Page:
17 February 2021
Human rights defenders and community leaders in Uraba, are not only being killed but they are now also being criminalised. Community leaders from Jiguamiandó and Curvarado, Erasmo Sierra, Félix Alvarado Zabaleta, Wilson Mena Romaña, Ovidio González Cabrera and José Yesid Guzmán Rodríguez, are facing criminal charges.
These Afro-Colombian and Mestizo community leaders were exposed to terrible atrocities, forced to displace from their communally owned territory, later they returned with the help and accompaniment of the NGO the Comision Intereclesial de Justicia y Paz (Inter-Church Comision for Justice and Peace).
Their return was achieved in a small part of their territory where they established Humanitarian Zones, territory clearly demarked with fencing as hamlets where the civilian population were living. They insisted that all armed actors honour International Humanitarian Law and not involve the civilian populations in the conflict, and that all armed actors refrain from entering these zones. They had special protection measures from the Inter-American Commission of Human Rights and International Accompaniment by organisations like Peace Brigades International.
The Humanitarian Zones were a way of using International Humanitarian Law (IHL), that includes not involving the civilian population in the conflict, to protect communities. These leaders and their communities sought to maintain control over their territory, through peaceful resistance in their communally owned land and to prevent land-grabs. Therefore, these trumped-up charges do not make any sense in this context.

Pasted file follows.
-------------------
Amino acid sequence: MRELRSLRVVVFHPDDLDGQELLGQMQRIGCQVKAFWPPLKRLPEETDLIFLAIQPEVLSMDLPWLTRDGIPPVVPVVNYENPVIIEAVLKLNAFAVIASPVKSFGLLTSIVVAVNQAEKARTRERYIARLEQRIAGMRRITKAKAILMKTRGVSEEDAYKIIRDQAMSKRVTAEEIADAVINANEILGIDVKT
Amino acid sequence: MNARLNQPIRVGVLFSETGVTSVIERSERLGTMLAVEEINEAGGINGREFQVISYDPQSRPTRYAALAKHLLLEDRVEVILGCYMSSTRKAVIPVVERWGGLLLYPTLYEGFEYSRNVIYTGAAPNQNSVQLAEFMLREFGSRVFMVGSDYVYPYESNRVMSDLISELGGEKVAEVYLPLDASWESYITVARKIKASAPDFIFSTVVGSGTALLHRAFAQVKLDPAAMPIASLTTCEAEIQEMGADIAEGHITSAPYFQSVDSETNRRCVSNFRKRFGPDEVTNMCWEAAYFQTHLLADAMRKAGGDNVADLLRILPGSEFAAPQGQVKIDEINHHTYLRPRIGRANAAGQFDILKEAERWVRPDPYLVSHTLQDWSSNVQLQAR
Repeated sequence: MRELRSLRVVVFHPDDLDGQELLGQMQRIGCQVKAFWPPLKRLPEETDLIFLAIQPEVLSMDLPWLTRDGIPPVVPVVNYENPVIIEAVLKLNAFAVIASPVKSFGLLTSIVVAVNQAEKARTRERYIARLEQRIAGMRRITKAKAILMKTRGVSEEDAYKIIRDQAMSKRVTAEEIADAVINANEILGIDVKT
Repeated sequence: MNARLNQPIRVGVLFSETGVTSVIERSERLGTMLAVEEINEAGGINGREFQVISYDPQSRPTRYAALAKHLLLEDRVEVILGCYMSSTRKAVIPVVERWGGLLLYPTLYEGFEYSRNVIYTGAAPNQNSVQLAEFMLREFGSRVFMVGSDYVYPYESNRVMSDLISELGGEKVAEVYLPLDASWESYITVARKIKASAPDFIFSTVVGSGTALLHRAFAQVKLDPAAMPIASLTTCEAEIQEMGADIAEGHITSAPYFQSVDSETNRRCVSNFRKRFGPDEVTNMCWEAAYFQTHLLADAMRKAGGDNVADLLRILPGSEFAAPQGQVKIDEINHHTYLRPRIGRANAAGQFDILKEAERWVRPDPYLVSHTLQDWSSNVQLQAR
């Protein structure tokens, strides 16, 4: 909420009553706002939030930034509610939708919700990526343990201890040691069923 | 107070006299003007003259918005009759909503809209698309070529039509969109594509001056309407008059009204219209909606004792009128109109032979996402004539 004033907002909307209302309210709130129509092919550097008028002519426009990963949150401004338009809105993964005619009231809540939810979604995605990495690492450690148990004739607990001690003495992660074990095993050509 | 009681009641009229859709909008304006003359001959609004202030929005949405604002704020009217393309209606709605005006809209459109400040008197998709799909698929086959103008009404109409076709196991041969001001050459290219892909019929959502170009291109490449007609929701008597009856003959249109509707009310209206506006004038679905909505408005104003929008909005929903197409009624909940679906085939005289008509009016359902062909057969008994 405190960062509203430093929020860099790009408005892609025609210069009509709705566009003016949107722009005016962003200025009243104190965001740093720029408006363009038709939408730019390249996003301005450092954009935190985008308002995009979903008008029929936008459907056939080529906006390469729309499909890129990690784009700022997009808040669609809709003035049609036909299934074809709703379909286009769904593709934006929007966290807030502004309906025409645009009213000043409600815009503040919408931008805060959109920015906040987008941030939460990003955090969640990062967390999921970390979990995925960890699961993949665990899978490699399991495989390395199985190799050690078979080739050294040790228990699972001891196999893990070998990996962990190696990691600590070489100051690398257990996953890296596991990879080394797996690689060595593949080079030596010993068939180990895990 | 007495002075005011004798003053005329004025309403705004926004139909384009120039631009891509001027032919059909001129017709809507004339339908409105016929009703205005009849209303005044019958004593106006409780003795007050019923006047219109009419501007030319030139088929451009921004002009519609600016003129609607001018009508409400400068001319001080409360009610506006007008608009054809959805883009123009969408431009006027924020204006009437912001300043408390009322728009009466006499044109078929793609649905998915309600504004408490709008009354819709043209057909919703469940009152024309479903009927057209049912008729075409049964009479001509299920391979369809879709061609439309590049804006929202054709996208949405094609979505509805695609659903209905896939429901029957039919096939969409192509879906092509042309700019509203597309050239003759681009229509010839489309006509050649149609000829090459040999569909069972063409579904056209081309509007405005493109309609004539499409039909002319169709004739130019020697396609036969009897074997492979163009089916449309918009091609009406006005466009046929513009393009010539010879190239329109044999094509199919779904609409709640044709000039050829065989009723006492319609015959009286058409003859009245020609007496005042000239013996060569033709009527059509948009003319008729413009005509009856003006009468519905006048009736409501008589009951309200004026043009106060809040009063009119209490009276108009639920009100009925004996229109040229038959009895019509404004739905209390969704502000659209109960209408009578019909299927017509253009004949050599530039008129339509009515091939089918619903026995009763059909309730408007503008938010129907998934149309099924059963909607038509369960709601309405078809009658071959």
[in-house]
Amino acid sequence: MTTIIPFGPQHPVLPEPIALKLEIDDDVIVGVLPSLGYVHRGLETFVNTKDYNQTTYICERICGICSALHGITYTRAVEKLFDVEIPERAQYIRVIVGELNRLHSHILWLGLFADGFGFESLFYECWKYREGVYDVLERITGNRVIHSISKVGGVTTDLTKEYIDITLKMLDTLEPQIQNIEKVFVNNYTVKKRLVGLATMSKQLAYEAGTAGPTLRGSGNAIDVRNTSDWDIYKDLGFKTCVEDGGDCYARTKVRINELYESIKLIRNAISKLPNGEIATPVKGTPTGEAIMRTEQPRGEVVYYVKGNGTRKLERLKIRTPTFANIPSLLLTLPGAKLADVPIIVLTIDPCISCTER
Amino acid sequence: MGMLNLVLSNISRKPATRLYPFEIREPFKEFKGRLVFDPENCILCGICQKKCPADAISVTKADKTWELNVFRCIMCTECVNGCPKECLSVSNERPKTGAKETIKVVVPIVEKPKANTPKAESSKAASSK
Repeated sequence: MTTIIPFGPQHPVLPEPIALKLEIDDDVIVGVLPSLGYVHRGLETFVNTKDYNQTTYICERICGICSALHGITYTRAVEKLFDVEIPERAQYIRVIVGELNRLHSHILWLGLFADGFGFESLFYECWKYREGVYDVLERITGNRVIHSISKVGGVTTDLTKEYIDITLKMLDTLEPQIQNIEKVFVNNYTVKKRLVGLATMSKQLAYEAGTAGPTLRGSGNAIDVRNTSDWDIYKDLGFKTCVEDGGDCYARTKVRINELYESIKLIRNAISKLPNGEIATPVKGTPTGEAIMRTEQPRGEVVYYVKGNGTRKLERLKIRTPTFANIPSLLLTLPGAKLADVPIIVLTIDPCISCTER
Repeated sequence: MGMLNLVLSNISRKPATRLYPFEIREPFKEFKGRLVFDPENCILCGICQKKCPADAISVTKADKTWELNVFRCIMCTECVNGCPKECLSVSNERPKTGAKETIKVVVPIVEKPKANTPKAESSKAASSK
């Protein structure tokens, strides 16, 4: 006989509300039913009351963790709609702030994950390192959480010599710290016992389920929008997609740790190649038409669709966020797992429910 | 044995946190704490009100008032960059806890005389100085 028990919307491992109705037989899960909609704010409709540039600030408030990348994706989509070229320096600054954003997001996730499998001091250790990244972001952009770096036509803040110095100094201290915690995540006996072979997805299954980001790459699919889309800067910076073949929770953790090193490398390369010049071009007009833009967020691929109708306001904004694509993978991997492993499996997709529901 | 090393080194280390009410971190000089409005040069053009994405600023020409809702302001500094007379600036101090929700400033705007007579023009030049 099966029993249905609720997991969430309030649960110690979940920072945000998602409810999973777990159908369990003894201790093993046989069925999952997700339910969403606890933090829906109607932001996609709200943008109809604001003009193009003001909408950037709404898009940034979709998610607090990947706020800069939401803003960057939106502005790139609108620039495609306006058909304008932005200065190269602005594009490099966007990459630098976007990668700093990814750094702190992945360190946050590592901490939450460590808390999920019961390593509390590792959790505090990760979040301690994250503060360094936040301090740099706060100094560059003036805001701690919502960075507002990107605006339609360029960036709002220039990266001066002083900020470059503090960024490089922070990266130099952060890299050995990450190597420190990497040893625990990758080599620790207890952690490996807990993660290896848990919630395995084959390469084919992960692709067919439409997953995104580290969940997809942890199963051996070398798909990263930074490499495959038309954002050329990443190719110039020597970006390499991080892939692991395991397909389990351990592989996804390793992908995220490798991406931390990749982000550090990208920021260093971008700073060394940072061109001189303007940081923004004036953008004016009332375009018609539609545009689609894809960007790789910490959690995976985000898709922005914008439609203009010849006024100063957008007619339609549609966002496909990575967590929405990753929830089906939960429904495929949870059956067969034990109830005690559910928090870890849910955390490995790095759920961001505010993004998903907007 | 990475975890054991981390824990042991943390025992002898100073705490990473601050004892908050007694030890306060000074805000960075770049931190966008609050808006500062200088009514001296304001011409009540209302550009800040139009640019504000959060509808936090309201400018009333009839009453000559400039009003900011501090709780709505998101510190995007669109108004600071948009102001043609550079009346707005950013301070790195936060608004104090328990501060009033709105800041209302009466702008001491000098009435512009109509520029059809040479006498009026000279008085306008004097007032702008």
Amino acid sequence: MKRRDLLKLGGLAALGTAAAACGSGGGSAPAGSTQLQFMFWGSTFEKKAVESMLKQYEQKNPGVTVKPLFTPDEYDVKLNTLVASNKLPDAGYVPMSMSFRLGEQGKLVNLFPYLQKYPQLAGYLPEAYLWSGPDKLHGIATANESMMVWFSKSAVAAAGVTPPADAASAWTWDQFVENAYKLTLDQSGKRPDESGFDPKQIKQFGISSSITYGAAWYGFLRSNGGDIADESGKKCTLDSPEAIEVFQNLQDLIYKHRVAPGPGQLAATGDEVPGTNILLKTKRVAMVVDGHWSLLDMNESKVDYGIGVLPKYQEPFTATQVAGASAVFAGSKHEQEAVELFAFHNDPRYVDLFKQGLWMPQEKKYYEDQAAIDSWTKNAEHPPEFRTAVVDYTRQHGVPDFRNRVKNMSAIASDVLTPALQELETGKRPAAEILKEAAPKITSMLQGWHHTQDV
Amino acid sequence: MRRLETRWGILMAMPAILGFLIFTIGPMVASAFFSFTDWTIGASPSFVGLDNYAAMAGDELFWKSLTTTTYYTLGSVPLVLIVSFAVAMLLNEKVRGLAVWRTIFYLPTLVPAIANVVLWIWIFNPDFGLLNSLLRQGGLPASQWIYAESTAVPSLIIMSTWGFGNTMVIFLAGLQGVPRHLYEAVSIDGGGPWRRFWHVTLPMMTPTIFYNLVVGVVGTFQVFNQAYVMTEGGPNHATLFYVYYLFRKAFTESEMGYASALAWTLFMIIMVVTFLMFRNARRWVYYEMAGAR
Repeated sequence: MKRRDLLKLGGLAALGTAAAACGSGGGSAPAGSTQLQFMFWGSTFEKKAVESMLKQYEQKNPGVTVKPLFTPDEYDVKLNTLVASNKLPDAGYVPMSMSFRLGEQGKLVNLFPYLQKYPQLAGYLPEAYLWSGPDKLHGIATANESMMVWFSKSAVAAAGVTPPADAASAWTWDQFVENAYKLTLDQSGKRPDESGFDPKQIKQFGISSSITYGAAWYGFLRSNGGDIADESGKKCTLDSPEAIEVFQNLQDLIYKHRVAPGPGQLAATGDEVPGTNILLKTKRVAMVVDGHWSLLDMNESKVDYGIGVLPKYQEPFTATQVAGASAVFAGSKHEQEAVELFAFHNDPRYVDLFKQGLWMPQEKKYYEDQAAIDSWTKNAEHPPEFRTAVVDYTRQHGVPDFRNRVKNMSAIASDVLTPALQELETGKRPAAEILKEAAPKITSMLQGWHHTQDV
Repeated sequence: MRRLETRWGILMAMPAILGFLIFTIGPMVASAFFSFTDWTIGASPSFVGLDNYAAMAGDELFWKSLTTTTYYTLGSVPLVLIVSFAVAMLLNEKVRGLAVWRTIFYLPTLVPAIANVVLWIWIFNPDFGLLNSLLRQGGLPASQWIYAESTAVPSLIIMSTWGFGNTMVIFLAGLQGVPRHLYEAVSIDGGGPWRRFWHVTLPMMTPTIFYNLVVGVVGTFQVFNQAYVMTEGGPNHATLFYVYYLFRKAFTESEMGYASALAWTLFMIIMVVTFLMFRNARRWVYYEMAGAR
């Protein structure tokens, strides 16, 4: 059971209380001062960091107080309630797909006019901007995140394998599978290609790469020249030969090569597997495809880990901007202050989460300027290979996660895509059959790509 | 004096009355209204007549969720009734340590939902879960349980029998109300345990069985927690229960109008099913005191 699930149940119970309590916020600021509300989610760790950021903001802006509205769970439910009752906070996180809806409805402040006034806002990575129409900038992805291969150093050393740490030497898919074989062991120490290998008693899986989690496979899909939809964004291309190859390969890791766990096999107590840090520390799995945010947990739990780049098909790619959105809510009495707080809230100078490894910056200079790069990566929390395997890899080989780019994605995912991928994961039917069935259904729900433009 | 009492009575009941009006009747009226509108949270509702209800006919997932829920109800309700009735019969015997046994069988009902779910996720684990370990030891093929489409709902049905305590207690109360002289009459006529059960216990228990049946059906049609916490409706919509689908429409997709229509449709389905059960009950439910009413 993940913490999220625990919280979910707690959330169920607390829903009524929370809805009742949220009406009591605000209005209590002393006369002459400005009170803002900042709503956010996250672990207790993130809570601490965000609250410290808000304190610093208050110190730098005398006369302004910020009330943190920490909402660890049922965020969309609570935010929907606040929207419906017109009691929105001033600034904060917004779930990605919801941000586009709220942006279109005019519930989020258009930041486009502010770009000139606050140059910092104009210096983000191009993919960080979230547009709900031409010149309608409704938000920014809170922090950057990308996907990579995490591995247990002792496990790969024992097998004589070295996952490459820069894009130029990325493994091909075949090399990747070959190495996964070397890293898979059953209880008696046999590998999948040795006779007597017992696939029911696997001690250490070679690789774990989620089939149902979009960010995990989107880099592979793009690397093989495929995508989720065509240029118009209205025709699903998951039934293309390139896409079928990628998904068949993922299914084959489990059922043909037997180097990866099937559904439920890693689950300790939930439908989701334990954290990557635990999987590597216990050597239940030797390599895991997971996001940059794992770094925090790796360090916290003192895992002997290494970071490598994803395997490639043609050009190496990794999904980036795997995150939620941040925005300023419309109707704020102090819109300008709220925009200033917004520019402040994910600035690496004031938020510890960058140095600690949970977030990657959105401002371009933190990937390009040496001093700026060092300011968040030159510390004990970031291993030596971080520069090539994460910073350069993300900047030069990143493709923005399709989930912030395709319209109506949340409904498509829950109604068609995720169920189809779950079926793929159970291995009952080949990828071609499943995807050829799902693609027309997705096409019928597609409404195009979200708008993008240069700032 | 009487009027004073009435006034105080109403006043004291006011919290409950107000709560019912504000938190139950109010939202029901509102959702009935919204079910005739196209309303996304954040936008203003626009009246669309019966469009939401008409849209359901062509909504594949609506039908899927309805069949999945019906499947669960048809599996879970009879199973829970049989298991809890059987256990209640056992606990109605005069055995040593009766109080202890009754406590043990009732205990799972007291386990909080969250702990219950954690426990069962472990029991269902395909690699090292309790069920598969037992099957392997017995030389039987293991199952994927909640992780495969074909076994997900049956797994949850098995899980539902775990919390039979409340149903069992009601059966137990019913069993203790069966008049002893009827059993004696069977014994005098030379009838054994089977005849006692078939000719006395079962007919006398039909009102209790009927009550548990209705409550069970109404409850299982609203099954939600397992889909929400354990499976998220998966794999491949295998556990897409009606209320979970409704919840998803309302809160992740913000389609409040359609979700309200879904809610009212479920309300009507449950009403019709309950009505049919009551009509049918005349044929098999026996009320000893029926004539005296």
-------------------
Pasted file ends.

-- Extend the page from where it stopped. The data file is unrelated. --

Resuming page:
The leaders of these communities stood their ground in a brutal conflict which claimed the lives of leaders like Orlando Valencia (2006) forcibly disappeared, tortured and assassinated, Ualberto Hoyos (2008) shot several times in front of the community, Benjamín Gómez (2009), Argenito Díaz (2010) and Manuel Ruiz (2012). The communities of Jiguamiandó and Curvardó returned to a small portion of their territory in the midst of an ongoing conflict in an effort to prevent their territory from being turned into palm plantations or cattle ranches by large land owners with links to paramilitary groups who had grabbed their land. Paramilitary bosses in that region testified that they had forcibly displaced the Afro-Colombian Communities and brought in the palm plantation owners.
These community leaders are accused by the Attorney General’s Office of belonging to the extinct FARC-EP guerrillas. Previous attempts to criminalise them were dropped in 2004 due to the lack of any credible evidence. These communities continue to peacefully resist very powerful economic and political actors with links to illegal armed groups. In fact, in April 2011 testimonies from the Jiguamiandó and Curvaradó communities led to 23 palm cultivators and councillors being formally charged. The charges brought against them included: conspiracy, forced displacement, falsifying public documents and environmental crimes.
For further reading on Humanitarian Zones see Self-Protection Mechanisms: Colombian Rural Defenders and Communities